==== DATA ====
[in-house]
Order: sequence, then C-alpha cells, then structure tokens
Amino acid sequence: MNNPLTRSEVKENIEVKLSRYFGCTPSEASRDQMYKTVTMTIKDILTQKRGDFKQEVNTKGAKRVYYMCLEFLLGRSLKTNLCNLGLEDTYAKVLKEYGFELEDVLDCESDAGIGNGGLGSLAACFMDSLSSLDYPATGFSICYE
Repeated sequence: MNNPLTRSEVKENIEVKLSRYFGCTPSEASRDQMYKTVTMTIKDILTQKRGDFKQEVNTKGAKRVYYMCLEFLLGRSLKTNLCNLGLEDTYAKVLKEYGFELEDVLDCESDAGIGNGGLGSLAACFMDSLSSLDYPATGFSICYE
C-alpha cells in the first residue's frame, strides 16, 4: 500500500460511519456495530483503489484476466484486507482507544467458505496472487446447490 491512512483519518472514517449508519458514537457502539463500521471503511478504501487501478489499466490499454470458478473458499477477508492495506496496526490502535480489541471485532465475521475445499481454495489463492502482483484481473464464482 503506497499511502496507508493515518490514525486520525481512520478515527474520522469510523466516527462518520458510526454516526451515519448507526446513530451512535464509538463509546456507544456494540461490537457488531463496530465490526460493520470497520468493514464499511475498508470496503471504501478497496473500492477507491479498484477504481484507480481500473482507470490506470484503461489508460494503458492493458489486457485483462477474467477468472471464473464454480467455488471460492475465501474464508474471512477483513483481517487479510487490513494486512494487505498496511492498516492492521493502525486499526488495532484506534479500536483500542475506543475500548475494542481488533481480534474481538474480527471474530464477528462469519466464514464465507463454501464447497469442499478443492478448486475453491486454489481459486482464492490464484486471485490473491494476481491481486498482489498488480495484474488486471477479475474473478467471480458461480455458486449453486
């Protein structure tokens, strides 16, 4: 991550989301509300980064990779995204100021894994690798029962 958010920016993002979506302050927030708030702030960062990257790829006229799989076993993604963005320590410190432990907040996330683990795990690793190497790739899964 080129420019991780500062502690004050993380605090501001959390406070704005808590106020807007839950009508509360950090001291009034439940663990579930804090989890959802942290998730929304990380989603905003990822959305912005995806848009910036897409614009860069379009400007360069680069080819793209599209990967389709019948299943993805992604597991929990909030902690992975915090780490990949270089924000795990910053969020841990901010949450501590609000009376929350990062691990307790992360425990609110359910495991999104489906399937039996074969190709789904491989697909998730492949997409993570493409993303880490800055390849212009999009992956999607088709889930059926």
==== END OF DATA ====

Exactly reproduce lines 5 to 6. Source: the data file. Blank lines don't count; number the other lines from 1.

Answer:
C-alpha cells in the first residue's frame, strides 16, 4: 500500500460511519456495530483503489484476466484486507482507544467458505496472487446447490 491512512483519518472514517449508519458514537457502539463500521471503511478504501487501478489499466490499454470458478473458499477477508492495506496496526490502535480489541471485532465475521475445499481454495489463492502482483484481473464464482 503506497499511502496507508493515518490514525486520525481512520478515527474520522469510523466516527462518520458510526454516526451515519448507526446513530451512535464509538463509546456507544456494540461490537457488531463496530465490526460493520470497520468493514464499511475498508470496503471504501478497496473500492477507491479498484477504481484507480481500473482507470490506470484503461489508460494503458492493458489486457485483462477474467477468472471464473464454480467455488471460492475465501474464508474471512477483513483481517487479510487490513494486512494487505498496511492498516492492521493502525486499526488495532484506534479500536483500542475506543475500548475494542481488533481480534474481538474480527471474530464477528462469519466464514464465507463454501464447497469442499478443492478448486475453491486454489481459486482464492490464484486471485490473491494476481491481486498482489498488480495484474488486471477479475474473478467471480458461480455458486449453486
């Protein structure tokens, strides 16, 4: 991550989301509300980064990779995204100021894994690798029962 958010920016993002979506302050927030708030702030960062990257790829006229799989076993993604963005320590410190432990907040996330683990795990690793190497790739899964 080129420019991780500062502690004050993380605090501001959390406070704005808590106020807007839950009508509360950090001291009034439940663990579930804090989890959802942290998730929304990380989603905003990822959305912005995806848009910036897409614009860069379009400007360069680069080819793209599209990967389709019948299943993805992604597991929990909030902690992975915090780490990949270089924000795990910053969020841990901010949450501590609000009376929350990062691990307790992360425990609110359910495991999104489906399937039996074969190709789904491989697909998730492949997409993570493409993303880490800055390849212009999009992956999607088709889930059926």